It will thus be seen that the propeller above described eliminates the two principal kinds of loss in the ordinary propeller. In the first place, in the ordinary propeller, a-quantity of liquid outside of the neutral line will be pushed from the propeller blade at its tip and another quantity inside of the neutral line will be forced toward the center of the propeller and will rotate with it.

This reduction of the mass of the fluid against which-the propeller blades act, decreases the reaction against the propeller blades and results in a loss of power.

In the second place the above mentioned wave motion causes a loss of mechanical work as no movement of a body can take place without expenditure of work. Inasmuch as mechanical work is a product of force and distance, the mechanical work caused by the wave motion (radial movement of the liquid relative to the propeller blade) will be reduced to zero when the radial movement of the liquid while passing over the blade is-' eliminated. This means that all liquid particles must remain at a constant distance from the axis of rotation when passing over the face of the propeller blades.

By constructing a propeller in accordance with this invention all of the above objectionable work may be obviated, thereby grialatly increasing the efliciency of the prope er.

As has been described, the lines 01, 02, 0-3, etc., in Figures 1, 2, 3, 6, 7 and 8 are to be considered as intersection lines of planes or rotation surfaces, the rotation planes of which being perpendicular to the axis of rotation of the propeller, with the face or pressure side of the propeller blade.

The shapes of these intersection lines have been found by experiments and calculations and their shapes are illustrated in Figures 4, 5, 9 and 10. The dimensions of these intersection lines may be found and ascertained bymeans of the table hereinafter set forth, for

difierent diameter ratios (diameter divided by pitch) of the propellers in question, as the shape of the intersection line curves vary with the said ratio.

For diameter ratios falling between those appearing in the table below, the figures may be found by interpolation. The'dimensions a, b, a, and e refer to the curve ATSO, as shown in Figure 4, and the dimensions a, a, d, and e refer to the curve ATSO, as shown in Figure 9,

D diameter of propeller.

Diameter-ratio 9. 9 ag s 99999 I MO zaEeaE isas eases Having thusv described the invention what I claim and desire to secure by Letters Patent 1. In a screw propeller the combination of a propeller blade and a hub, aneutral line on said blade, the portion of the surface of said propeller blade lying inside of said neutral line being curved in a plane perpendicular to the axis of rotation, and the portion of the surface of said propeller blade lying outside of said neutral line being curved in a plane throughthe axis of rotation,

2. In a screw propeller, the'combination or a propeller blade and a hub, said blade having a screw face curved in a plane perpendicular to the axis of rotation, a neutral line thereon, the curvature of the blade surface progressing in a constant angular direction from the neutral line toward the axis of rotation, and progressing in the opposite angular direction from said neutral line to the tip of the propeller blade. 3. In a screw propeller, the combination of a propeller blade, and a hub, said blade having a screw face curved in a planeperpendicular to the axis of rotation, said curve being of such shape that a force component normal to the curve at any given point thereon and representing in direction and quantity the, reaction of the screw face of the propeller blade upon the fluid fupon which it acts will create a radial force component at the said point equal in quantity but opposite in direction from that force component which tends to move the fluid particles radially along the propeller face at the said given point, said forces acting in a plane perpendicular to the axis of rotation.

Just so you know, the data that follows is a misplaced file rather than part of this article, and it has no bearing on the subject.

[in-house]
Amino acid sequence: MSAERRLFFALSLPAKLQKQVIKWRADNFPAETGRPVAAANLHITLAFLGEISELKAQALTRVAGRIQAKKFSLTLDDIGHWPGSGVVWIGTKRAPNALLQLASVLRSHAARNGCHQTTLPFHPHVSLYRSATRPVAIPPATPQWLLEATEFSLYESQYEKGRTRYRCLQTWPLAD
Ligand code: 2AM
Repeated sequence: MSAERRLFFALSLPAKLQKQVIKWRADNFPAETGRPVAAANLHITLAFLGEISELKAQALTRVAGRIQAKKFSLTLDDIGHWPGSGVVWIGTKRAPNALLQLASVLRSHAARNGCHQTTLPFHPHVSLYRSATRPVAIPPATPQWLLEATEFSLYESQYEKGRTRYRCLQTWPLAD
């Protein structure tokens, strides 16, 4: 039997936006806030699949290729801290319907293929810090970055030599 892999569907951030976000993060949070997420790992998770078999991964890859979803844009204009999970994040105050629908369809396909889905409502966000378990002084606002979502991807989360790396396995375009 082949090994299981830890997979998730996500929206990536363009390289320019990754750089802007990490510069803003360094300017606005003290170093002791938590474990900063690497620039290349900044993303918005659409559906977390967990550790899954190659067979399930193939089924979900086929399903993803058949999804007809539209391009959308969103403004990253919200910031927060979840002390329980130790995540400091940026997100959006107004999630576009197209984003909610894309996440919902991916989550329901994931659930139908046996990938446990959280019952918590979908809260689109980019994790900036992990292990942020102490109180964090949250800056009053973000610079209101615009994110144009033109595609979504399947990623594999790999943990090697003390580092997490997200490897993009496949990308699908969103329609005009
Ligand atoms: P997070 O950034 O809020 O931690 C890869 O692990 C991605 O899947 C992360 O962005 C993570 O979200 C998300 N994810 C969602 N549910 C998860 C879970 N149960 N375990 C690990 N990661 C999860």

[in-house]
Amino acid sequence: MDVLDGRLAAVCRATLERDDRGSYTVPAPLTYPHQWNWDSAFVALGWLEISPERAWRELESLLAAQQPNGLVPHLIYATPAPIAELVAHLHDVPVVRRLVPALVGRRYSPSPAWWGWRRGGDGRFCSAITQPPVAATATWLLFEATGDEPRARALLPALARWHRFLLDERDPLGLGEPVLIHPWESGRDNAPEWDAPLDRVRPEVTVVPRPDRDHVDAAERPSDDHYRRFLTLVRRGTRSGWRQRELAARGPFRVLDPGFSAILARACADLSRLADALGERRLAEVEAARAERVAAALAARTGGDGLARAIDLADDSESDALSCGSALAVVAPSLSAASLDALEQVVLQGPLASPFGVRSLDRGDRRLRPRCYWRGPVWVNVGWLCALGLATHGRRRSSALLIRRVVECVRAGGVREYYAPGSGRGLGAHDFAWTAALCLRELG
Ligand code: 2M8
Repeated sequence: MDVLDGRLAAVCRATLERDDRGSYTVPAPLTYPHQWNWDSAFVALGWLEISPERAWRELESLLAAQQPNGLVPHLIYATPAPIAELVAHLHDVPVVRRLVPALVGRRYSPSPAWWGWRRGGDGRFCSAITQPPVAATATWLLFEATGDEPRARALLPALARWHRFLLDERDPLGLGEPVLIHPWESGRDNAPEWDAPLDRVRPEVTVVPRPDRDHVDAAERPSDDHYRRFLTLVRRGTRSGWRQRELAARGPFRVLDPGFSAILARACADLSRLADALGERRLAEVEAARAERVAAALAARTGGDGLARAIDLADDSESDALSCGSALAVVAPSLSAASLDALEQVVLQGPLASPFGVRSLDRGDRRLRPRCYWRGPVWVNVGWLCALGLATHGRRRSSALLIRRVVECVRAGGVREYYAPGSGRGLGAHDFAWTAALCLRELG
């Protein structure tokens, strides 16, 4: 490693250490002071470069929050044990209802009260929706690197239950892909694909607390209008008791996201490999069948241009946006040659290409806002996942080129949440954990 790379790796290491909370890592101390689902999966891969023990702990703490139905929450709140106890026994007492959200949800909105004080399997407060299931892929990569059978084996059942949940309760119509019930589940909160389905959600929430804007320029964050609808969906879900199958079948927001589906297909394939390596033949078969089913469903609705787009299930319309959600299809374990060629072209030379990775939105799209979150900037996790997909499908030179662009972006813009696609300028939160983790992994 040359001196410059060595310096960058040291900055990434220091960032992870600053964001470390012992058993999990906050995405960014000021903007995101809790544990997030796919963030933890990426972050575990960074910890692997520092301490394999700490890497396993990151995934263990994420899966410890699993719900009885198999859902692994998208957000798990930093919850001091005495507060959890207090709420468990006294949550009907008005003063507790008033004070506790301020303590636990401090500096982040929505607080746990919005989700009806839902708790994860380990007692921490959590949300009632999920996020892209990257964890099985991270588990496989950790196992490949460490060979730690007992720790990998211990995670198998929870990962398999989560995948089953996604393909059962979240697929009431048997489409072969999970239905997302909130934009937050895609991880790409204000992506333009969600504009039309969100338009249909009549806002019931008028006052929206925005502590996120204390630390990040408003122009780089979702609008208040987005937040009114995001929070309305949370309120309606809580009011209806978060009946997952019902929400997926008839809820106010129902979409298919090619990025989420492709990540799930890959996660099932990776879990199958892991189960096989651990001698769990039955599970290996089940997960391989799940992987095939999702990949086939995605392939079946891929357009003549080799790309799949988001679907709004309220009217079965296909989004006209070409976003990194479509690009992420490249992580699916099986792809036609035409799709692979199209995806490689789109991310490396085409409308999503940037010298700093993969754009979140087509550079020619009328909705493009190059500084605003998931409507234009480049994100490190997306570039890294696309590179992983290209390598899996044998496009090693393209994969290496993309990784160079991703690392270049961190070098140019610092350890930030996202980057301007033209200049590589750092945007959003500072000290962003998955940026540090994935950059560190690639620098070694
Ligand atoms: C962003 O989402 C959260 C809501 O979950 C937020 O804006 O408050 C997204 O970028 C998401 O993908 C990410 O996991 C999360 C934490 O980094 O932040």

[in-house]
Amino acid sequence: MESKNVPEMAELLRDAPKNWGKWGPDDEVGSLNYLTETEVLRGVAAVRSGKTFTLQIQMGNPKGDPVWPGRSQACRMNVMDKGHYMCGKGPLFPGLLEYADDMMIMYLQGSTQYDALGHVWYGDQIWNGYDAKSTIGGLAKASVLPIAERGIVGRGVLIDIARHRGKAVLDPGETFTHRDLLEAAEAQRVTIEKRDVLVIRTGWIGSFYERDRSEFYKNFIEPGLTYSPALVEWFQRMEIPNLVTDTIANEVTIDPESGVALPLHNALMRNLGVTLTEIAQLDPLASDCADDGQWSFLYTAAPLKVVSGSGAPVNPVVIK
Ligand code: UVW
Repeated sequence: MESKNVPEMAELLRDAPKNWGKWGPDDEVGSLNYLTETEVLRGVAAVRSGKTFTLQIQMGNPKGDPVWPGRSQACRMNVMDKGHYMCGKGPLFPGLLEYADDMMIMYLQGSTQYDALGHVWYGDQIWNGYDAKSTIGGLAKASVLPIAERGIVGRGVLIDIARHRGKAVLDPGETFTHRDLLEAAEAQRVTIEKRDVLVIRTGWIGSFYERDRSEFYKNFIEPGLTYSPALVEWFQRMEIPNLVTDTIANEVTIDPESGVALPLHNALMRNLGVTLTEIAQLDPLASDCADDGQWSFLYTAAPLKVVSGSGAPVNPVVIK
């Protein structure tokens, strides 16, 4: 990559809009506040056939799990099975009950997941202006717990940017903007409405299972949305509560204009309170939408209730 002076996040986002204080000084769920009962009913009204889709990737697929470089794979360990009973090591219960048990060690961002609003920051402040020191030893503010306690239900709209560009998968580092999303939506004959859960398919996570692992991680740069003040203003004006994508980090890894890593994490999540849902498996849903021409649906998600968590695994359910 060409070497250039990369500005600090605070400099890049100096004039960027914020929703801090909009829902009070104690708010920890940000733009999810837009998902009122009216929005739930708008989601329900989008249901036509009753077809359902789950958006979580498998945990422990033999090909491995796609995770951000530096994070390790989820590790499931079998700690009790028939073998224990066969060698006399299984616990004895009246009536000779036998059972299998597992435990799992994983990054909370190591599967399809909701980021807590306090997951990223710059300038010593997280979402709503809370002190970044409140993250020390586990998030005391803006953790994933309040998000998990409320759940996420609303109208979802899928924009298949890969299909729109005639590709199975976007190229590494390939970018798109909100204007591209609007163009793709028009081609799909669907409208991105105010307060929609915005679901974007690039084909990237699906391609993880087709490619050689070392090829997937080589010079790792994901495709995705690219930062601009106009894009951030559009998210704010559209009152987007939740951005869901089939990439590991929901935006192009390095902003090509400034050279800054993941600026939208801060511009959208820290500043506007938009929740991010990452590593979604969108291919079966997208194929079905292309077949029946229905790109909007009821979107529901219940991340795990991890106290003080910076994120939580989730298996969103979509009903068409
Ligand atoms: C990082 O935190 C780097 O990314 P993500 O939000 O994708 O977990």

4. Ina screw propeller, the comb a propeller blade and a hub, said blade having a screw face curved in a plane perpendicular to the axisof rotation, a neutral line thereon, said curvebeing of such shape that all points on the curve which lie outside of the neutral line from. the axis of rotation will create an inwardly directed force component and all points on the curve which lie inside of the neutral line will create outwardly directed force components, said force com onents each being equal in quantity but opeoaaae 5 posite in direction to the relative magnitude of radially directed forces acting on the par- I ticles of the medium in which the blade acts at the respective points.

5. In a screw propeller blade, a neutral line thereon, that portion of the blade inside the neutral line being curved ,in a plane perpendicular to the axis of rotation, and that portion of said blade outside said neutral line. being curved in a plane through the axis of rotation, said curvatures being such as to' neutralize any tendency of the fluid next to the propeller face to move radially relative thereto.

6. In a screw propeller the combination of a propeller blade and a hub, a portion of the propeller blade bein curved in a plane perpendicular to the axis of rotation, and a portion of said blade being curved in a plane through the axis of rotation, said first mentioned portion being of such shape that a force component, normal to the curve at any given point thereon and representing in direction and quantity the reaction of the screw face of the propeller blade upon the fluid upon which it acts will create a radial force component at the said point equal in quantity but opposite in direction from that force componentwhich tends-to move the fluid particles radially along the propeller face at the said given point, said forces acting in a plane perpendicular to the axis of rotation, said second mentioned portion extending from the neutral line to'the tip of the propeller and of such shape that it will create force components in the plane of the said second 'mentionedportion of the curve, equal inquantity but opposite in direction from the respective force components of the radially directed movement of the fluid next to the propeller face.